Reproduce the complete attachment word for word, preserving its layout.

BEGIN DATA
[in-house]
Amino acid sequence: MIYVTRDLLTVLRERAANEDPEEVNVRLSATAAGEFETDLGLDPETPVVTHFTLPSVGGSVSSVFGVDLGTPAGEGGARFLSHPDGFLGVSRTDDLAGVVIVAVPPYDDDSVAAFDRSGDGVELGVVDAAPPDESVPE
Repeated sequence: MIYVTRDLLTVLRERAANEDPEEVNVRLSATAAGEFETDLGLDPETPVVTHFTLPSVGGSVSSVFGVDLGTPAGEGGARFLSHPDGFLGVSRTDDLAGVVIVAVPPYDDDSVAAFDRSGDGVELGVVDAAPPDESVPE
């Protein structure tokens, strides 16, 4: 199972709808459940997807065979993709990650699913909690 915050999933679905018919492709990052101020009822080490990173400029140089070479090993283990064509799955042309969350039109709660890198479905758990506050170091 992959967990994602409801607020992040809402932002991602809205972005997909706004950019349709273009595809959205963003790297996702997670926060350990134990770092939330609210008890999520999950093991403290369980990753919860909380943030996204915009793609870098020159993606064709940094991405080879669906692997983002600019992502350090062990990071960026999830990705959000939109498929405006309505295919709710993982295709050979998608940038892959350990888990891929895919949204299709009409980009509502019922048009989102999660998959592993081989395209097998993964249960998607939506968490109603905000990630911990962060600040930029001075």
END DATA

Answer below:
[in-house]
Amino acid sequence: MIYVTRDLLTVLRERAANEDPEEVNVRLSATAAGEFETDLGLDPETPVVTHFTLPSVGGSVSSVFGVDLGTPAGEGGARFLSHPDGFLGVSRTDDLAGVVIVAVPPYDDDSVAAFDRSGDGVELGVVDAAPPDESVPE
Repeated sequence: MIYVTRDLLTVLRERAANEDPEEVNVRLSATAAGEFETDLGLDPETPVVTHFTLPSVGGSVSSVFGVDLGTPAGEGGARFLSHPDGFLGVSRTDDLAGVVIVAVPPYDDDSVAAFDRSGDGVELGVVDAAPPDESVPE
């Protein structure tokens, strides 16, 4: 199972709808459940997807065979993709990650699913909690 915050999933679905018919492709990052101020009822080490990173400029140089070479090993283990064509799955042309969350039109709660890198479905758990506050170091 992959967990994602409801607020992040809402932002991602809205972005997909706004950019349709273009595809959205963003790297996702997670926060350990134990770092939330609210008890999520999950093991403290369980990753919860909380943030996204915009793609870098020159993606064709940094991405080879669906692997983002600019992502350090062990990071960026999830990705959000939109498929405006309505295919709710993982295709050979998608940038892959350990888990891929895919949204299709009409980009509502019922048009989102999660998959592993081989395209097998993964249960998607939506968490109603905000990630911990962060600040930029001075």